Now hit F5 again and see what happens!
You have successfully written your first program and it runs perfectly! Now, hit any key to terminate the program and close the command prompt.
What happens when you build?When you 'build' your program a few things is being done. First of all your program is translated into machine-code. That is called 'compiling'. But as I mentioned before, it is not translated to machine-code that writes the text on the console. It stores the text in memory and then creates machine-code that calls a function in the API 'System.Console' supplying the address in memory where the text is located. The function in the API is called WriteLine(). It contains machine-code that makes a call to a function in BIOS (that will be an 'INT' operation, for the curious) after having set some register to address the part in memory where we said the text was located. Complicated? Never mind. You only have to understand that your final program will concist of code from your compiled C# program combined with code from the API.
This combining of machine-code objects is called 'linking'. Linking is beeing done with another program, a 'linker'. So, in essence, you program is first compiled into machine-code that cannot run by itself. It is called 'object-code' since it is an object containing code. The API also contains objects, of which we need two, the WriteLine object and the ReadKey object. Your object is put in one of the obj the folders. The linker knows where the other two are stored.
Do you see now why you need a project file? Without it, Visual Studio would not know what to do, that it should use the compiler on your C# code and the linker to put the three modules together into an executable file. By the way, the executable file is stored in one of the folders 'debug' and 'release', under the bin folder, depending of the type of build you are doing.
An one final thing, why 'debug' and 'release' folders under obj and bin? Well, those are there to store 'debug' version and 'release' version of the result respectively. So, what is the difference between 'debug' and 'release'?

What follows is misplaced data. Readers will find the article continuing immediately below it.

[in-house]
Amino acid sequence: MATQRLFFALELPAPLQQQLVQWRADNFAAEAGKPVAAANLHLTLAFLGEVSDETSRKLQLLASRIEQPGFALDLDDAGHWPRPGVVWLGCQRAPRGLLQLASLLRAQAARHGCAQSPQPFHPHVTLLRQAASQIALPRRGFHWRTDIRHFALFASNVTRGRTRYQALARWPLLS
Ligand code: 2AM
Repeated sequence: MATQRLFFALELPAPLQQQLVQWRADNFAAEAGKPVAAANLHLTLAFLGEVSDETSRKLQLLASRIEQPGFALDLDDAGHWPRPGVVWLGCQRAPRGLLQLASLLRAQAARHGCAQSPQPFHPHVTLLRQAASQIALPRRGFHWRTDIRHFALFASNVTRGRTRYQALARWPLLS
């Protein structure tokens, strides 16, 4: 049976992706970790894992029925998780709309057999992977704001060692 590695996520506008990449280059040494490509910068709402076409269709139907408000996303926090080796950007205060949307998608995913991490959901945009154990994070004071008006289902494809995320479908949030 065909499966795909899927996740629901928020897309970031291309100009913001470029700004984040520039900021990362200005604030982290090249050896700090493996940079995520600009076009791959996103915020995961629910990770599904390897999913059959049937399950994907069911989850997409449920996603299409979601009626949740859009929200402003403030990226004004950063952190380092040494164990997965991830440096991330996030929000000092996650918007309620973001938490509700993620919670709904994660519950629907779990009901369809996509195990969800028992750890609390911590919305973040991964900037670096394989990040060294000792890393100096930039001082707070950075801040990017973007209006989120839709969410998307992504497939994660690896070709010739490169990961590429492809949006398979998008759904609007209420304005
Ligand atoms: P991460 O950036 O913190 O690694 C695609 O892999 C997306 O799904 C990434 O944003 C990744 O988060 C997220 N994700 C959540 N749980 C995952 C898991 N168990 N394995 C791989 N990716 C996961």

If you look at the Visual Studio tool bar you will find a selector which lets you select between Debug and Release. If you leave it as it is, i.e. Debug, the build will insert extra information into the executable file which will help the debugger to correlate machine-code with your source-code. That makes it possible to debug your code.
Let us try out the debugger. There are some keyboard buttons for debugging, and let's start with a few of them:
|Starts or resumes the program in debug mode. If you have not built the latest version, build will be done first.
|Ctrl + F5
|Same thing, but for release mode.
|Toggles a breakpoint on the current line in your source-code.
|Run one source-code instruction or function.
|Ctrl + F10
|Run to current line.
|Step into a function, if you are pausing on a function call.
'Current line' is the line in the sourcecode editor where the cursor is. We will discuss functions later. A breakpoint is a marker in your source-code that makes a program running in debug mode stop at the line where you have the breakpoint. The instruction on that line is not executed. This gives you the opportunity to execute the line by pressing F10 or F11 and observe if the code on that line does what you expect it to do. If you have some variables, you may inspect their values before and after executing the line. More on variables in next lesson.
As you can see there are a few ways to start debugging: Set a breakpoint and press F5, press CTRL + F10 to run to current line or simply press F10 to start at the beginning of the program. Then you can step through the code by pressing F10 and/or F11 to observe it's behavoiur.
We will look more at debugging when we try a bit more advanced programming. For now, just observe that you have a solution explorer to the right, from where you can open files to edit.
Another useful thing to observe is that your project is a sub-item to your solution. As I mentioned earlier you can have more modules in the same solution. If you e.g. want to have a database involved, do not put it in your project. Create another project in your solution, and refer to it from your mein project.
Another useful pattern would be to create one solution for the exercises, just to have them under the same umbrella, your solution. Then you can create as many projects you want in the same solution. In order to select what program to start when you press E.g. F5, right-click on the project you want to run, and select 'Set as start-up project'.
Now maybe you want to do something more useful. Let's start looking at variables.